Imagine the sound of your voice being turned into a giant–or the sound of keys turned into a spaceship taking off. All you need are your ears and a sense of adventure!
Mr Mangle‘s Magical Music Factory is a software application for Key Stage 1 & 2, Early Years and SEN that enables children to record their voice (or anything else) and turn it into an amazing, educational resource.
Using just a few simple icons, you can quickly capture a sound, play it back on a giant on-screen keyboard and change it in all sorts of fun ways.
Mr Mangle‘s Magical Music Factory can be used to develop language, listening, literacy, music and many other areas of the new curriculum. Why not use our free lesson plans to help you get started?
The Magical Music Factory has been designed by Mat Andasun, a musician with many years‘ experience of both studio production and working with young children, and built with input from many different schools and teachers listed below. Here‘s the story of how it came to be.
THE STORY BEHIND MR MANGLE‘S MAGICAL MUSIC FACTORY
By Mat Andasun
I first had the idea of using music technology with children in 2003 when my youngest son was still at nursery. His nursery was kind enough to let me loose on their children for a week. I took in a hardware sampler, a microphone, a controller keyboard and portable mini–disc recorder.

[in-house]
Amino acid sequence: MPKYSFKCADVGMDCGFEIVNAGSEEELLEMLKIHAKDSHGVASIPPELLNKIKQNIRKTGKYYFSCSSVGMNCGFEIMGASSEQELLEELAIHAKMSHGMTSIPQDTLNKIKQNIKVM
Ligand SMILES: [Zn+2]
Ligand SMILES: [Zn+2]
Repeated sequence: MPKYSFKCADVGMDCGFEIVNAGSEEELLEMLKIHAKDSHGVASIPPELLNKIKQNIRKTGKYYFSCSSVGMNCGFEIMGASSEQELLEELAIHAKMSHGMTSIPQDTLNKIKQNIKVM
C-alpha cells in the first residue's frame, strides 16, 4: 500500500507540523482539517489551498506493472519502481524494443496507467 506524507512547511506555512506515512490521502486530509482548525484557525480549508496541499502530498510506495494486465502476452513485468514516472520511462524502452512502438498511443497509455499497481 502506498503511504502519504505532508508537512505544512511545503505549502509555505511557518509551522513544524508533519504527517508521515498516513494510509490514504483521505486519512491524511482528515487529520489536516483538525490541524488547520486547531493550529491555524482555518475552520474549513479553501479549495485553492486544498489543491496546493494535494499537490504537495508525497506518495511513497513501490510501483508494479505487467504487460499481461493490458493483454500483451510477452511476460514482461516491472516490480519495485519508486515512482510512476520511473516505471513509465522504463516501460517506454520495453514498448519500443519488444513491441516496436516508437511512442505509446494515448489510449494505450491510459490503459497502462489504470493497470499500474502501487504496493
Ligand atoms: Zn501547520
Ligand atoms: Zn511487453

As a practising musician, I had been keen to find ways of engaging children in music technology that emphasised fun and group work. We spent time recording our voices, slowing them down and speeding them up using the keyboard. We then moved on to recording sounds from around the nursery into the mini–disc recorder which I then uploaded into the sampler. The children would listen to the sounds, describe what they sounded like as they played them from the keyboard and would decide whether I should put effects on them.
The climax of the week‘s work was to put the sounds into a story. “We’re All Going On A Bear Hunt“ was chosen as it features a number of different environments through which the characters have to travel, each with its own special noise. The children divided up into pairs and created the sounds for each environment by recording and changing sounds from the inside and outside the nursery. As I read through the story, the children would come up and play their sound at the appropriate time. I later decided to replace the book with a story that could be created with input from the children and told on the spot.
The two things that really fired me up about the work was the way in which the children responded to the fun of recording themselves and the things around them, and then changing those sounds; and the fascinating way in which it had so many beneficial side effects. The children learned to work in pairs and as a team to accomplish their tasks. They had to learn a whole new lexicon to discuss sound and its manipulation. The development of a new story, which was done as a group, encouraged them to articulate the depths of their imagination. The experience of playing their sound in the story (in effect, a performance) gave the children confidence and a great sense of pride and ownership. As with all the best music work, there was as much active listening as there was active music making.